Safeguarding and restoring biodiversity
How this issue links to other aspects of our business
Our global priority SDGs
Our top ten risks
Our strategic fundamentals
- Grow our business
- Drive operational excellence
The global forces shaping our Thrive25 strategy
- The move towards a circular economy
- Climate change continuing to impact
businesses and reshape societies
- Resource scarcity and growing concern for natural capital
|OUR 2025 TARGET|
ENHANCE BIODIVERSITY IN CONSERVATION AREAS
Biodiversity is the foundation of our business and we work to enhance it on our lands and promote awareness of the importance of this issue among our stakeholders.
Human activity is eroding the world’s ecological foundations
IN THE SOUTH AFRICAN CONTEXT, WHAT IS A PROCLAIMED NATURE RESERVE?
Proclaimed nature reserves are areas that are formally gazetted as protected areas. The Biodiversity Stewardship Scheme run by the South African National Biodiversity Institute (SANBI) recognises different levels of protection, depending on the commitment of the landowner. The category of nature reserve is the highest level of protection that can be awarded to an area . All stewardship projects are based on partnerships, between landowners, provincial conservation authorities and NGOs, which are developed to secure biodiversity. Stewardship agreements compiled between provincial conservation authorities and land owners recognise the land owner as the custodian of biodiversity and will ensure the land is managed and protected in a way that will conserve its biodiversity.
In South Africa, where we are one of the country’s major landowners, we have a particular responsibility to manage biodiversity in accordance with best practice principles. Of our 394,000 hectares of owned and leased land, approximately one third is managed for biodiversity conservation.
We entrench our commitment to biodiversity by:
- Maintaining 160 Important Conservation Areas (ICAs) and seven nature reserves on our plantations (Read more: Connecting with nature)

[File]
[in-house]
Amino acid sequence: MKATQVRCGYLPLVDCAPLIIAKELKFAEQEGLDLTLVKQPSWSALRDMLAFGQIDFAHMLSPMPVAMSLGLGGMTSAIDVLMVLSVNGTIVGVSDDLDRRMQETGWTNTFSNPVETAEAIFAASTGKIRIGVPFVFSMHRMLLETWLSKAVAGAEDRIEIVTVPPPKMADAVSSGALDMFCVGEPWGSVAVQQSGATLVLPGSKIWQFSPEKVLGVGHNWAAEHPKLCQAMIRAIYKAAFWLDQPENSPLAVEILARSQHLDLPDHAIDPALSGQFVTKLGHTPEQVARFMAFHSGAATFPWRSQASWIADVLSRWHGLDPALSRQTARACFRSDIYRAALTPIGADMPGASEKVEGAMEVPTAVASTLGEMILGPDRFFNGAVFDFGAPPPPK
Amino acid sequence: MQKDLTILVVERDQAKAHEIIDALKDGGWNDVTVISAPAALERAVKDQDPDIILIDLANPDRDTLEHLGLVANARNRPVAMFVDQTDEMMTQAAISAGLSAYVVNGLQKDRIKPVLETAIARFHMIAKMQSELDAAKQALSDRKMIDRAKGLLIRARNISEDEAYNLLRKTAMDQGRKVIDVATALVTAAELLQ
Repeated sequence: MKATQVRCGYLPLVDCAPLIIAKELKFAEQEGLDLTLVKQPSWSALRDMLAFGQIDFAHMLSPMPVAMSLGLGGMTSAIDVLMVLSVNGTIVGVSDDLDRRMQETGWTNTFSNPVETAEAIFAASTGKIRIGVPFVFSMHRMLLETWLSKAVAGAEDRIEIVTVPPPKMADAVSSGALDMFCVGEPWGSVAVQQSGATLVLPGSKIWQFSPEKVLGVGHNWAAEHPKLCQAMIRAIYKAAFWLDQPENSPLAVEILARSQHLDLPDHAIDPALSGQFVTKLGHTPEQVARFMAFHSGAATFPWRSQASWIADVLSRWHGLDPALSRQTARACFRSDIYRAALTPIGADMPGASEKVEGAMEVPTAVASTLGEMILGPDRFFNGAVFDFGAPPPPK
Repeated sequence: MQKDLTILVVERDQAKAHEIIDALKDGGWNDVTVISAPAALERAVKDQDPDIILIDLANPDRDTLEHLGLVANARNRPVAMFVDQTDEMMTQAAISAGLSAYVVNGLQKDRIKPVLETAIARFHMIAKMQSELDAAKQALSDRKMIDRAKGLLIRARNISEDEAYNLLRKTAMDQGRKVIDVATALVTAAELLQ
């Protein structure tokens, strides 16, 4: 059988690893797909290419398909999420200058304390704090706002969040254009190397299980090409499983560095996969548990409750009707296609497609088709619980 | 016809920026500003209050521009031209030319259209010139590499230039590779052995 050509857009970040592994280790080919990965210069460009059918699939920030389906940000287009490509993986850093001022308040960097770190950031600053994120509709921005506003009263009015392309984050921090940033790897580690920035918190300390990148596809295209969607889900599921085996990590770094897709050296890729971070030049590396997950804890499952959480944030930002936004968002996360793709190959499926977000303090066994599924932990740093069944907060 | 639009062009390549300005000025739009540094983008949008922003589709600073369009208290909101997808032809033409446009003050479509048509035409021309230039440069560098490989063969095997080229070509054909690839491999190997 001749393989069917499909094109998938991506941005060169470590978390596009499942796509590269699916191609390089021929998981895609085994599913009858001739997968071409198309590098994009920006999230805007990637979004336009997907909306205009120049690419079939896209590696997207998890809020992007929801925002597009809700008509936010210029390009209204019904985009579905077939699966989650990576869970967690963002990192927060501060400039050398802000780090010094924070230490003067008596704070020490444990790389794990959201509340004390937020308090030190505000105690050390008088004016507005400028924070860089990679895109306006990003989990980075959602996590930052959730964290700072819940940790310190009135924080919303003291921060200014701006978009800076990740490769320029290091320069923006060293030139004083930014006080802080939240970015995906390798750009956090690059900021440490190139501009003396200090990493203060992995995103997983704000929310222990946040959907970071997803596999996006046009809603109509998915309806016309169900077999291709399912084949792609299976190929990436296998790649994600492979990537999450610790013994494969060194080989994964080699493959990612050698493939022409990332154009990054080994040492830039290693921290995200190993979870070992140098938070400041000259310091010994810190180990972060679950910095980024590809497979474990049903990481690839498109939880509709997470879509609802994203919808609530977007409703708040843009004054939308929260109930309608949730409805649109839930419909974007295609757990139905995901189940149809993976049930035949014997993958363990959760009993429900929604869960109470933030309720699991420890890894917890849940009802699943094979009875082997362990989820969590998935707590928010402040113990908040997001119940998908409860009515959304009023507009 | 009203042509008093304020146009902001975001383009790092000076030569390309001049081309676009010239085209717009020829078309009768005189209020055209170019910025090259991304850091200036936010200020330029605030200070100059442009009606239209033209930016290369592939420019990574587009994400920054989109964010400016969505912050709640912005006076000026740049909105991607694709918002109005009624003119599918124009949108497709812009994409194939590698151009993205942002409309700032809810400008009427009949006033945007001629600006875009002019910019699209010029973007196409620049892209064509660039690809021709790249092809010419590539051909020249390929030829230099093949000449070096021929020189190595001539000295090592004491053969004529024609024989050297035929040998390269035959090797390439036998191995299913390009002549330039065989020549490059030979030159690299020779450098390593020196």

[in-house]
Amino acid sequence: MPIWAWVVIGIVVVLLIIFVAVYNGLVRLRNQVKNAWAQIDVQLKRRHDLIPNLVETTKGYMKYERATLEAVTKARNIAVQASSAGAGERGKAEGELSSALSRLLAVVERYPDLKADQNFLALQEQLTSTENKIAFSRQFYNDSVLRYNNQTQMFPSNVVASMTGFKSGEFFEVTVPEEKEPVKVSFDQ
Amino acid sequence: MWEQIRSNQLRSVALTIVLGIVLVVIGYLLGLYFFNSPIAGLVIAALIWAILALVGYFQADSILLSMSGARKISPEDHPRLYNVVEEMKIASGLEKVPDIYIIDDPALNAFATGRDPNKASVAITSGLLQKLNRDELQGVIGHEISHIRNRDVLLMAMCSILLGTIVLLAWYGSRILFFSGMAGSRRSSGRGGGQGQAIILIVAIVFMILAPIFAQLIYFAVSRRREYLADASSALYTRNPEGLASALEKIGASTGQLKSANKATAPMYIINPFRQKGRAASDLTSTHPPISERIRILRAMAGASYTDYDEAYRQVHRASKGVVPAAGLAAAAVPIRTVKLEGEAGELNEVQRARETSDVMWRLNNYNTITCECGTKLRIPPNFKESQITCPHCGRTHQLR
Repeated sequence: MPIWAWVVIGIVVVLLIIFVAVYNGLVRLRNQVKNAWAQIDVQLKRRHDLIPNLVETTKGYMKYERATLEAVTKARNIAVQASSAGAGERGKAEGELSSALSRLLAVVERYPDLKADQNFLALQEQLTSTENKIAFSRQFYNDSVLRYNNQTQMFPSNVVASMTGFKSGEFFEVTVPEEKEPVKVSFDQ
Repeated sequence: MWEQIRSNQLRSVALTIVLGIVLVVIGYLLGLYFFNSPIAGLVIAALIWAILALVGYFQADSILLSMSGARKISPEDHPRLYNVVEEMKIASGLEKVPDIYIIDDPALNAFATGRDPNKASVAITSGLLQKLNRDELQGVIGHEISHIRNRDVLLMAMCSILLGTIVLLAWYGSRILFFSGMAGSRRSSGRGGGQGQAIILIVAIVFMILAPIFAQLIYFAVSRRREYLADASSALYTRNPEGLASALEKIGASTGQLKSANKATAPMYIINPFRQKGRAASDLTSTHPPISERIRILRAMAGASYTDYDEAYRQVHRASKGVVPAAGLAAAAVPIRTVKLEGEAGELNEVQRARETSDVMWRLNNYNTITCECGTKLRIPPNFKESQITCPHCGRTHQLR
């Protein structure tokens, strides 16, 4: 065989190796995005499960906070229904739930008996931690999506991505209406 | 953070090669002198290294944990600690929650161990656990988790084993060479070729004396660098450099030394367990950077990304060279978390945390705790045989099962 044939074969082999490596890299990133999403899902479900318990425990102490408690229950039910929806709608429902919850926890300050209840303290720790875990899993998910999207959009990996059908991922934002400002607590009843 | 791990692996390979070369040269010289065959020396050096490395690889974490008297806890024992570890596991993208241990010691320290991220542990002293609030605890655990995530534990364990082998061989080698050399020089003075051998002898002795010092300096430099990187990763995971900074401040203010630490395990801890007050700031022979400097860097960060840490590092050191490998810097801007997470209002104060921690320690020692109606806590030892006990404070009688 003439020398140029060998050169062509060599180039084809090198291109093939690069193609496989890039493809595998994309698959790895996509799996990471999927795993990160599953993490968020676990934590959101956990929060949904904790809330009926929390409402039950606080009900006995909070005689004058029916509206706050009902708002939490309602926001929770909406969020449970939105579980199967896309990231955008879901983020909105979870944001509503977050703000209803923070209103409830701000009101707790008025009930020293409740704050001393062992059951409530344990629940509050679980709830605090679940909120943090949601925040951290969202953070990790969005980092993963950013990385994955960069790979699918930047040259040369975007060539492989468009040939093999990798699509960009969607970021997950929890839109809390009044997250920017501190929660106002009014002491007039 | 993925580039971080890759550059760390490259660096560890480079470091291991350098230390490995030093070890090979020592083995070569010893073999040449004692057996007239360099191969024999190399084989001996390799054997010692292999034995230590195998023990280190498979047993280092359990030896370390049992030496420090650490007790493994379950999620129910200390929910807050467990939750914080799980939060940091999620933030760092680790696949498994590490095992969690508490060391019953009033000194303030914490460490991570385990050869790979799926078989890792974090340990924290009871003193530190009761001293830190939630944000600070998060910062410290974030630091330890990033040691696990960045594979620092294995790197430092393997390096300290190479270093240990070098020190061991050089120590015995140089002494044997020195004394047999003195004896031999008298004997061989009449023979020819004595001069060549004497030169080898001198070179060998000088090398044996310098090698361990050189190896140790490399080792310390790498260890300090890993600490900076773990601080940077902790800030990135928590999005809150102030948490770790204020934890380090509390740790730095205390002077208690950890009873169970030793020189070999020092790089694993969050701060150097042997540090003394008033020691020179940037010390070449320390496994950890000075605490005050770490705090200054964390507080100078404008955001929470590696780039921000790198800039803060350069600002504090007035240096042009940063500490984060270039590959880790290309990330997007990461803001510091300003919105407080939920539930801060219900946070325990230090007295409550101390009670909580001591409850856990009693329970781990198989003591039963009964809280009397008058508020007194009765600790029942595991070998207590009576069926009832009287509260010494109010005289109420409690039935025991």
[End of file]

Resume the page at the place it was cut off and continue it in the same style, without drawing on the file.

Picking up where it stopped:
- Monitoring water quality and fish species present: We use the aquatic biomonitoring SASS (South African scoring system) methodology to determine the composition of macroinvertebrate fauna present in rivers on our landholdings, as well as river health. Understanding what fish species occur within our smaller river systems helps us understand the importance value of aquatic ecosystems and where possible to implement corrective actions to reduce our impact on the natural environment. We also involve local schools in mini SASS monitoring programmes.
- Developing and implementing long-term integrated weed management plans on all our plantations as invasive alien plants are widely considered as a major threat to biodiversity, human livelihoods and economic development.
- Maintaining and enhancing soil function – a crucial component of sustainable forest management and biodiversity, because soil is the foundation of the forest system. The trees we grow in our plantations are long-lived with little or no mechanical cultivation occurring. As a result, the structure of soils is maintained or improved, while topsoil nutrients are increased as nutrients and minerals are taken up deep within the soil profile. Trees are also able to take up nutrients from relatively acidic soil (soil with low pH) and are thus able to grow on degraded soils that are unsuitable for agriculture.
Key developments in 2020
We signed up to Business for Nature’s call to action, a global coalition of non-governmental organisations (NGOs) and business groups including the International Chamber of Commerce, WWF, We Mean Business, the World Business Council for Sustainable Development (WBCSD) and the International Union for Conservation of Nature (IUCN).
Business for Nature’s campaign ‘Nature Is Everyone’s Business’ has particular relevance for Sappi, given that our business is dependent on sustainably sourced woodfibre.
We made progress in terms of our Thrive25 target by addressing our first biodiversity objective underpinning this task – understanding what types of vegetation are present on our plantations, as well as their importance value. This enables managers to develop appropriate management plans for implementation. It is also important, from a conservation management perspective, to identify those vegetation types that are least protected, in order to prioritise efforts to safeguard the vegetation type from possible extinction.
Our potential contribution to conserving vegetation types at the provincial level can be calculated by comparing what is present on Sappi property with the vegetation types in the province.
- In Mpumalanga, of the fifteen vegetation types present on Sappi land, six are well represented, enabling a potential contribution of between 9 – 18% of hectares conserved for the vegetation type in the province.
- In KwaZulu-Natal, of the twenty vegetation types present on Sappi land, four are well represented, enabling a potential contribution to conserving the vegetation of between 8 – 13.5% in this province.
Maintaining healthy ecosystem services
Revitalising a watershed in Finland
Kirkniemi Mill, located in a lakeside city just one hour’s drive from Helsinki, produces far more than exceptional coated papers destined for high-quality printers. Thanks to a project with the Länsi-Uusimaa Water and Environment Association, the mill is also supporting the revitalisation of threatened aquatic species in the nearby Mustionjoki River.